By Eric Pankoke on Tue, 07/21/2009
Due to real life setting in, the developer has put the App-A-Day project on temporary hiatus. I think this is a good thing, as it will hopefully give him time to reconsider where he's really going with this. Maybe you'll agree with me after reading my review of his latest effort, Ultimate Dungeon.
I like role playing games, and I'm pretty flexible when it comes to different methods of navigation, combat, or what have you. In fact, it's nice when developers change things up, because then we don't feel like we're playing the same game over and over again. Unfortunately, Ultimate Dungeon takes anything away from the experience of this actually being a game. The upper part of the screen is your statistics area. You have standard RPG elements including level, experience, weapon, armor, attack, defense and HP. Seems reasonable enough so far.
The bottom portion of the screen is your interaction with the game world. In this section all you do is tap. "But that's what I do with all touch screen games!" True, but literally all you do is tap. It doesn't matter where you tap on the bottom portion of the screen, it will always produce the same effect. Well, I take that back. If you really wanted to you could use the scroll bar on the far right to see the text that's gone on before. That's right: this game is all text. I wouldn't even necessary have a problem with that, but you don't have control over anything. Run into a piece of armor or a weapon? You equip it. It doesn't matter if what you're equipping is worse than what you already have. Find that monster that's bound to kill you? You fight it. Everything else is simply a description of the different areas you are exploring.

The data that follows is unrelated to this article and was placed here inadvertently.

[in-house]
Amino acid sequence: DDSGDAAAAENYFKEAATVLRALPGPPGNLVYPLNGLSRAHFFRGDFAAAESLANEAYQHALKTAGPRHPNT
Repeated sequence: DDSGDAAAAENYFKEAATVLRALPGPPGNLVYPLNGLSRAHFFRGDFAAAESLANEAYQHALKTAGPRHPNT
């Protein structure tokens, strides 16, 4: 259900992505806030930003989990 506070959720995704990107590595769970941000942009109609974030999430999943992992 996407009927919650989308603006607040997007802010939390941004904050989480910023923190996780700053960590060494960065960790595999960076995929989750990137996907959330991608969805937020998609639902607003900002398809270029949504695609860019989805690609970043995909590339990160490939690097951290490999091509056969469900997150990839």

The game reminds me of an old favorite called Progress Quest. Unfortunately, there were two key elements to progress quest that were neglected in this game: Progress Quest had no interaction whatsoever, and you couldn't die. What made progress quest so fun was the fact that you could succeed in an online MMORPG without having to babysit your character all the time. Here you have to "control" the "action" by scrolling the dialog, and there's no guarantee you'll survive past level 2. To the developer's credit, you see a lot of the same humor in the descriptions as Progress Quest had. For example, during one game, the most powerful weapon I ever had was an Annyoing Relative. You've got to love that!
Graphically, there's really nothing to the game. The interface looks all right, but there are no pictures of your character, the monsters, or the loot. Personally, I'd love to see what the Annoying Relative looks like. The music is okay for a couple of minutes, but once you realize it's nothing more than a minute track constantly looped you're ready to turn it off. I give the game some points for creativity in the narration, but ultimately I have to give the game a D+.
*Yeah, I realize I went a bit out of order on the last two